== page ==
"The Competition Commission is a statutory body constituted in terms of the Competition Act, No 89 of 1998 by the Government of South Africa empowered to investigate, control and evaluate restrictive business practices, abuse of dominant positions ..."
There is a case to be made at the Competition Commission to investigate certain vendors' monopolistic practices, which not only flout Government policy but deny opportunity to other businesses, not only to FOSS providers but also other proprietary vendors.
What is Government expenditure on GIS software?
Let's get an idea how big the problem is and how much could be saved by migrating to FOSS
We should request full records of expenditure on ESRI, Hexagon, Oracle and other proprietary vendors by Government for, say the last ten years, with a full breakdown of entities involved and if they don’t comply, to make a PAIA request. Who would we ask? SITA? Treasury?
I’ve loaded some tenders to http://gissa.org.za/special-interest-groups/open-source/gis-tender-examples that I would like SAGI to object to and request to be cancelled and reissued post haste, before they are awarded. Descriptions and basic reasons are on that page. Ones to cancel are Joburg, DRDLR and Umgungundlovu. Not eMalahleni - that is there as a good example.
The situation has really become untenable especially in this new environment of trying to clean up governance and reduce expenditure.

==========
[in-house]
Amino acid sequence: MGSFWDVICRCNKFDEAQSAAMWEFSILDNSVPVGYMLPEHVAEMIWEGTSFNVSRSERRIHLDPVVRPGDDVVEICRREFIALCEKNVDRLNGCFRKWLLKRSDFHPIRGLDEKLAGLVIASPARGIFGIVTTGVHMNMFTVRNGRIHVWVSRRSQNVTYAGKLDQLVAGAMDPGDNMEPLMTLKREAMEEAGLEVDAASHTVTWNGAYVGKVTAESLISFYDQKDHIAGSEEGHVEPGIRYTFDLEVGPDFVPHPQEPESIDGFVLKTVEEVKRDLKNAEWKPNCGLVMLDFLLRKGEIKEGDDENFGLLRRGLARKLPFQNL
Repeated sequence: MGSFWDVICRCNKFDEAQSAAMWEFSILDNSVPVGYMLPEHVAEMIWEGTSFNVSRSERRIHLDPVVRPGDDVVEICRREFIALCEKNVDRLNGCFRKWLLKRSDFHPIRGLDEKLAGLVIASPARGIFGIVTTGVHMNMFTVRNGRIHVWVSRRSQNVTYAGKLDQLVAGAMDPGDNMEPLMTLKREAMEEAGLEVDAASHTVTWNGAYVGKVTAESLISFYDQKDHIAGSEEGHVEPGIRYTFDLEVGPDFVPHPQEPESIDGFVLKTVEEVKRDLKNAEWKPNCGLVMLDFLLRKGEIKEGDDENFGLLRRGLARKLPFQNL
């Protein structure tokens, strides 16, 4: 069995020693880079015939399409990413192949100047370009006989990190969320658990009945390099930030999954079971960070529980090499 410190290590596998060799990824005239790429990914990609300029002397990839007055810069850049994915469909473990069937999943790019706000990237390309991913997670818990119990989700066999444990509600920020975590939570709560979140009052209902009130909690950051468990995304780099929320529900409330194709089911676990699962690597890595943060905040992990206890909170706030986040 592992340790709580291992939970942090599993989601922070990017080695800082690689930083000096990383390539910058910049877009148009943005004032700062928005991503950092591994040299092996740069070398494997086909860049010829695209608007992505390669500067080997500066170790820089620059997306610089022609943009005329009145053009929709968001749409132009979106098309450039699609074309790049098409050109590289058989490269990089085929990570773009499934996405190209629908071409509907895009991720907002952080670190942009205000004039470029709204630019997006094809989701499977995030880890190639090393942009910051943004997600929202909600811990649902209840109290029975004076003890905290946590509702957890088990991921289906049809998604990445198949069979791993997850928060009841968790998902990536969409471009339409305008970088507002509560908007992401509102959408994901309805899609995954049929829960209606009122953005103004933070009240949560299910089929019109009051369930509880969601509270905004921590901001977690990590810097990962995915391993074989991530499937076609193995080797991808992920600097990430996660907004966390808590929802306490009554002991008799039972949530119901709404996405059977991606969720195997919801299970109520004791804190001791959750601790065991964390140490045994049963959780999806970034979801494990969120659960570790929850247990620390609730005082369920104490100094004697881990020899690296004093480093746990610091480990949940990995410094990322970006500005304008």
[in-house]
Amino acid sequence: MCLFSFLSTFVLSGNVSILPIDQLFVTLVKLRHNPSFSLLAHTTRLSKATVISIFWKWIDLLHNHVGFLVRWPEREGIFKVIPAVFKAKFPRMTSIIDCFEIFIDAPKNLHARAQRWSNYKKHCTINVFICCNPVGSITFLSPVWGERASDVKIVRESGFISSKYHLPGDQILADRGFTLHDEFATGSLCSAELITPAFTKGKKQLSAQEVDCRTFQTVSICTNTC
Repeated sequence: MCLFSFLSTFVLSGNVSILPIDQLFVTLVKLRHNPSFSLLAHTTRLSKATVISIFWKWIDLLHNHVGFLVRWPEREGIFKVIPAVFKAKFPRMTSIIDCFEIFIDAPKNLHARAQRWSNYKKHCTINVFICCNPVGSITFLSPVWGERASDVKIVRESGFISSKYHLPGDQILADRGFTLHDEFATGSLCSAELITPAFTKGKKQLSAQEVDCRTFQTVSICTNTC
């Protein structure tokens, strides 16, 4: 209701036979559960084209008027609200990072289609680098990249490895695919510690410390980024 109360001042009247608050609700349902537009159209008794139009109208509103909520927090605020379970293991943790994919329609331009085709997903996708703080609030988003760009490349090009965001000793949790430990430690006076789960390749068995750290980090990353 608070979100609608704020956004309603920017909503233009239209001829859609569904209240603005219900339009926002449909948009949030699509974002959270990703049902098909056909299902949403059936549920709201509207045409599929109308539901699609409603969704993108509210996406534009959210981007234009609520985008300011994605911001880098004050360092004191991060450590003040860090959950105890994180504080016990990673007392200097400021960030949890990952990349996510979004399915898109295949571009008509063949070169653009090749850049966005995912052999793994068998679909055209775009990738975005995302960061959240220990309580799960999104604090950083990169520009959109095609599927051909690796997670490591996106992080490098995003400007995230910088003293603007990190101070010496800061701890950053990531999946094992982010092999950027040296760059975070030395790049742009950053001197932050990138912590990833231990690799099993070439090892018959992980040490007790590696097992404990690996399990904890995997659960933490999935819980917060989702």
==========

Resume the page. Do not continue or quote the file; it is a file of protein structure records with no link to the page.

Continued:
South African IT procurement, amongst many other factors and regulations, is governed by these principles
- Cost containment
- Open Source (FOSS)
An OPEN tender or quotation process must be followed in these circumstances
- new requirements
- the end of an ELA or SLA
These are the basic steps that ANY government entity is supposed to follow
- conduct a process to determine functional and non-functional requirements and write these up as formal ToR (Terms of Reference)
* you may not mention a product or brand OR structure the ToR so they are biased towards a brand or vendor * a 'licence' is not a functional requirement and therefore has no place in a ToR
- put these ToR to OPEN tender or quotation (depending on size) via the CSD (Central Supplier Database) so they appear on the | eTender portal
- if a FOSS-based bid is submitted and is considered responsive, it has to be adjudicated fairly along with any other bid. If it comes out with the best score (technical+price+BEE) then naturally it must be selected.
- there is NO justification for hanging on to a proprietary system
* 'sunk-cost fallacy'
- the early stages of a FOSS contract should include a managed migration process, of systems and users, from whatever systems existed before. If the previous systems were designed properly (service-based, interoperable, etc.) this should not be a problem.
With FOSS, there is no need to procure off-the-shelf software! There are no software costs or privative licences! Instead, you can procure the development and implementation of a solution or a service and maintenance agreement, that meet specific functional requirements. Part of that might be software development, but you are buying a service, not the software. Any custom software that is developed into a solution must be done as FOSS itself, so anyone else can use it or contribute to it.
Benefits / Pros
Working for Water MIS:
FOSS policy in South Africa
Some International FOSS policy and case studies